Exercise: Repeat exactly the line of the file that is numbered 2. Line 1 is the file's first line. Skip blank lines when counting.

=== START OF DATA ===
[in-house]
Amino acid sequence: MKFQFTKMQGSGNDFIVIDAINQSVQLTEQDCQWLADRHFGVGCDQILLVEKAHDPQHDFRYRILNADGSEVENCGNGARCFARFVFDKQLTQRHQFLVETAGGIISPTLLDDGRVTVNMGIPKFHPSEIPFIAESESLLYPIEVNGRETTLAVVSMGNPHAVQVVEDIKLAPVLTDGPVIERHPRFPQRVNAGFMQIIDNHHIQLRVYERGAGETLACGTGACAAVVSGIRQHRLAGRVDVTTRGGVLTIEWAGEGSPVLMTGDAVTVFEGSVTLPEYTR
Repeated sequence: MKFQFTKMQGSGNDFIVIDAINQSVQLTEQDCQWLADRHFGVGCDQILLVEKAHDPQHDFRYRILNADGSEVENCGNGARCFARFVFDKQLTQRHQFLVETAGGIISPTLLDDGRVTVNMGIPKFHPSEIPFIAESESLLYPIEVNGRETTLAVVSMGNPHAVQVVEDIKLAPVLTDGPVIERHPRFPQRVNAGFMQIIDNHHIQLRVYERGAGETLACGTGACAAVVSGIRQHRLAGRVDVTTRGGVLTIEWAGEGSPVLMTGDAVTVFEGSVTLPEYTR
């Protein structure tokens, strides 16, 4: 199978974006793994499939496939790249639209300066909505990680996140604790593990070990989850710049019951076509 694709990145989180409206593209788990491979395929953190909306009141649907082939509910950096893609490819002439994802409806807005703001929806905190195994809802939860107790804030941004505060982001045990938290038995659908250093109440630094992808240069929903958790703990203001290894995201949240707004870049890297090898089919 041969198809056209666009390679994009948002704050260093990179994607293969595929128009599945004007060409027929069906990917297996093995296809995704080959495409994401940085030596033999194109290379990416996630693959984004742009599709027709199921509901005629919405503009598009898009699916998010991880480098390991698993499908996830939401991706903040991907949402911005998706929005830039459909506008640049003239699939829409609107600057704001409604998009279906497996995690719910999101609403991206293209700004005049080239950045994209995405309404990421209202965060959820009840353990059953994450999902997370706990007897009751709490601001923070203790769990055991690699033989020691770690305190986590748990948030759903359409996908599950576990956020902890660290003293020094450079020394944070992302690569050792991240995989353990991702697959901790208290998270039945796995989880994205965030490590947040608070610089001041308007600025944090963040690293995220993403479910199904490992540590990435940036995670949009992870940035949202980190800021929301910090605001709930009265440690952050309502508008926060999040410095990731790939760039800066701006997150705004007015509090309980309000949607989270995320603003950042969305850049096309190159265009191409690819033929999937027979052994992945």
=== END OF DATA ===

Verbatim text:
Amino acid sequence: MKFQFTKMQGSGNDFIVIDAINQSVQLTEQDCQWLADRHFGVGCDQILLVEKAHDPQHDFRYRILNADGSEVENCGNGARCFARFVFDKQLTQRHQFLVETAGGIISPTLLDDGRVTVNMGIPKFHPSEIPFIAESESLLYPIEVNGRETTLAVVSMGNPHAVQVVEDIKLAPVLTDGPVIERHPRFPQRVNAGFMQIIDNHHIQLRVYERGAGETLACGTGACAAVVSGIRQHRLAGRVDVTTRGGVLTIEWAGEGSPVLMTGDAVTVFEGSVTLPEYTR